“But then we did Sløtface karaoke,” she laughs, “as the closing slot at this big Norwegian festival where we were the band and the audience members came up and sang. We had like five or six people up onstage at all times and that felt like it was a giant house party – one with like 2,000 people.”

She pauses for a moment; reflects. “When we go to a show, we want to be entertained, have a really good time and make friends with other fans, so we hope that that’s what people get out of listening to our band and coming to our shows. We are kind of being inspired by each other, and by all of the cool things that young people all over the world are doing to make the world a better place.”

This month Shea, along with guitarist Tor-Arne Vikingstad, bassist Lasse Lokøy and drummer Halvard Skeie Wiencke, get to broaden their reach even further as they head to all corners of the globe, playing their first shows on our soil just before the release of their debut album Try Not To Freak Out.

The anticipation is high on both sides. “We’re really excited. It’s also the farthest away from home we’ve ever played; it’s like the exact opposite of the world from where we live.”

When it comes to their live show set-up, Shea and her bandmates embrace their punk sensibilities, and they like to use gigs as a chance to let loose. “We’ve always tried to lean as close towards a punk live show and a punk aesthetic as we can,” she says.

“People use their stage personas for different things, but they also provide a chance to release a lot of anger and frustration. That’s kind of what I use those stage performances for: to be like the gassiest, angriest version of myself; the person that I can’t really be in real life because I want people to like me too much. Onstage it doesn’t really matter if you piss a few people off.”

Try Not To Freak Out is a pure, undiluted expression of the band’s intentions, an album that melds the Scandinavian hard rock and metal scene’s trademark energy and intensity with the pop sensibility Sweden has been championing over the last few decades.

With each member bringing demos to jamming sessions, the group built the record from cherry-picked parts, trying a swathe of different directions before Shea began carving out the lyrics. Indeed, it’s their differing musical tastes that she attributes to the idiosyncrasies on the record, although at the end of the day, Freak Out takes the nostalgic, familiar hum of American high school movies and makes it the band’s own.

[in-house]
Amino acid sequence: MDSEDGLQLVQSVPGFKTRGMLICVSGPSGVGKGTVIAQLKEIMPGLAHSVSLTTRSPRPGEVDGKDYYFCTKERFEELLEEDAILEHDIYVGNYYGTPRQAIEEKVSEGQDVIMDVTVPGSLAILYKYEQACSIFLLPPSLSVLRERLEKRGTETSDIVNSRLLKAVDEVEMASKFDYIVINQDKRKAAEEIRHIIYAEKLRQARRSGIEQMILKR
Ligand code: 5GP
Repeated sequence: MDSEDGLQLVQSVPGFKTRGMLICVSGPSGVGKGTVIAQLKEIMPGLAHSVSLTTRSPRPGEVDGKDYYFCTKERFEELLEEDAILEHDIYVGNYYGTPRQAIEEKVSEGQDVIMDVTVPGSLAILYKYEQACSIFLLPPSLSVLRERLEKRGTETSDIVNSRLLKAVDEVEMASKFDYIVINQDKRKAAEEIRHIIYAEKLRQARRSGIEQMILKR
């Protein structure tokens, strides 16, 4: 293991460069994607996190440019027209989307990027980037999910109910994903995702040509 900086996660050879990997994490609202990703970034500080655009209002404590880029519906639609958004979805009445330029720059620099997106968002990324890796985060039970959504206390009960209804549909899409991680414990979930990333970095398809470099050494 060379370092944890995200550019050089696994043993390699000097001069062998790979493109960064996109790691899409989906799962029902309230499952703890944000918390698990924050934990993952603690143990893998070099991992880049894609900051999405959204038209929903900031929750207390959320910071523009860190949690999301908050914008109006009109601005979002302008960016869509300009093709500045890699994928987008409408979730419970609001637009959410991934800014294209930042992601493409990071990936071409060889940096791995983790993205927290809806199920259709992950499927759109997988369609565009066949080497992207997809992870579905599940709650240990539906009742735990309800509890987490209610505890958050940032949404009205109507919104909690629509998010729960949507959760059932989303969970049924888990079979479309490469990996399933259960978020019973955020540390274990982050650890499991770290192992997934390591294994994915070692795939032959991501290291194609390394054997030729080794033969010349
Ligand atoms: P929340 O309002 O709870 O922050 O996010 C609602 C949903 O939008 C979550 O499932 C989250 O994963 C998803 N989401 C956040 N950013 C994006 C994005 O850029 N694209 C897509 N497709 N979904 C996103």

That’s not even to mention the lyrics, which seem more nuanced and referential than those that carried Empire Records, their 2016 EP. Lead single and feminist pop opener ‘Magazine’ makes clear Shea’s intentions as a songwriter from the very outset.

“Patti Smith would never put up with this shit,” she snarls, the song going on to challenge the patriarchy while both addressing and rubbishing societal pressures. There is a reason, after all, Shea has been called the heir apparent to musicians like Kathleen Hanna and PIL-era Johnny Rotten.

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There are times when the record slows – when Shea takes the time to address her intense, often anxious thought patterns, as on mid-record stand out ‘Night Guilt’.

Part of the reason that Shea can talk about anxiety so honestly is that she still finds herself hounded by it. Some might think that success and acclaim have a calming effect on shattered nerves, but often the opposite is the case, and Shea still has to fight hard to conquer her negative thought spirals.

“Some days it’s really, really tough,” she says. “When you work really hard on something, you want it to be the best that it can be, and you get that sort of fear about not quite meeting expectations that you have for yourself.

“So there were days when I was really struggling with anxiety and then had to sing a song about anxiety. That was a little bit tough.”

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Photo published for Nieuwe single Electric Eye – “Turn Around, Face The Sun”

Electric Eye play droned out psych-rock inspired by the blues, India and the ever more expanding universe. On the bands inspirational mix tape, you will probably find songs from the The Black Angels, Wooden Shjips and Pink Floyd in Pompeii. With members from some of Bergen’s foremost underground bands, a couple of spectacular songs and live shows, the buzz about Electric Eye swiftly spread from Norway to music fans world wide. Electric Eye released their debut-LP “Pick-up, Lift-off, Space, Time” in April. The album received rave reviews in the Norwegian music press, and has over the last few months spread to blogs and radio stations all over the world. The album was a co-release between Norway’s Klangkollektivet and London based Fuzz Club Records, who put out “Pick-up, Lift-off, Space, Time” in both the UK and US. After the release Electric Eye have toured Scandinavia and the EU, appeared at several Psych Fests across the continent. They performed at the Iceland Airwaves Festival, Eurosonic Noordenslag

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It’s been a while since we last heard from Susanne Sundfør, but the Norwegian indie folk artist returns to positively sweep us off our feet with her latest single, “Good Luck Bad Luck.” Featured on her recent fifth album, the critically acclaimed Music for People in Trouble, it’s a theatrical threnody to a doomed relationship as performed over piano, double bass and baritone saxophone, all of which return for the song’s smoky, late-night jazz coda.

Good Luck Bad Luck by Susanne Sundfør taken from her new album Music For People In Trouble,

The official video for ‘Accelerate’ taken from Susanne’s recent album ‘Ten Love Songs’, directed by renowned Norwegian director Stian Anderson. Listen to ‘Ten Love Songs’ in full here: https://susannesundfor.lnk.to/tenlove…